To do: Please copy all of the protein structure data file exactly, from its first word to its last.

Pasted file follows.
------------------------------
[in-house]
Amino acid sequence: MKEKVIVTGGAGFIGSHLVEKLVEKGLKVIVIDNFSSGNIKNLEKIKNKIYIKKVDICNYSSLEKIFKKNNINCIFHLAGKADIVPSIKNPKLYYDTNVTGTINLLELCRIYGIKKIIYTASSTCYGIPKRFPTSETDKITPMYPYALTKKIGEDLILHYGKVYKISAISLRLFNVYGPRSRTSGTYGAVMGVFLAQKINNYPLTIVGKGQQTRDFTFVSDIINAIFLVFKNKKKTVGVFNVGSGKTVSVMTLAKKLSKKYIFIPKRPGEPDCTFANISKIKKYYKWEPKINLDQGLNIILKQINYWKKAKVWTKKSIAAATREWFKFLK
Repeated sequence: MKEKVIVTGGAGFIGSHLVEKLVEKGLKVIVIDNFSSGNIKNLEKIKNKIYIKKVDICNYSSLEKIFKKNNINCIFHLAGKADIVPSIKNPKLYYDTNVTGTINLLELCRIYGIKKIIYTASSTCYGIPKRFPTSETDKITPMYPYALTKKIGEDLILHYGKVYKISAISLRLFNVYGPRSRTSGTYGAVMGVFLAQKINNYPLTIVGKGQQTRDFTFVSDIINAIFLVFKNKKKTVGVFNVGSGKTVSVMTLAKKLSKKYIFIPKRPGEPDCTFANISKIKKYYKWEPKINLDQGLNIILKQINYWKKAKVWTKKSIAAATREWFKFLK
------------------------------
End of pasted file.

[in-house]
Amino acid sequence: MKEKVIVTGGAGFIGSHLVEKLVEKGLKVIVIDNFSSGNIKNLEKIKNKIYIKKVDICNYSSLEKIFKKNNINCIFHLAGKADIVPSIKNPKLYYDTNVTGTINLLELCRIYGIKKIIYTASSTCYGIPKRFPTSETDKITPMYPYALTKKIGEDLILHYGKVYKISAISLRLFNVYGPRSRTSGTYGAVMGVFLAQKINNYPLTIVGKGQQTRDFTFVSDIINAIFLVFKNKKKTVGVFNVGSGKTVSVMTLAKKLSKKYIFIPKRPGEPDCTFANISKIKKYYKWEPKINLDQGLNIILKQINYWKKAKVWTKKSIAAATREWFKFLK
Repeated sequence: MKEKVIVTGGAGFIGSHLVEKLVEKGLKVIVIDNFSSGNIKNLEKIKNKIYIKKVDICNYSSLEKIFKKNNINCIFHLAGKADIVPSIKNPKLYYDTNVTGTINLLELCRIYGIKKIIYTASSTCYGIPKRFPTSETDKITPMYPYALTKKIGEDLILHYGKVYKISAISLRLFNVYGPRSRTSGTYGAVMGVFLAQKINNYPLTIVGKGQQTRDFTFVSDIINAIFLVFKNKKKTVGVFNVGSGKTVSVMTLAKKLSKKYIFIPKRPGEPDCTFANISKIKKYYKWEPKINLDQGLNIILKQINYWKKAKVWTKKSIAAATREWFKFLK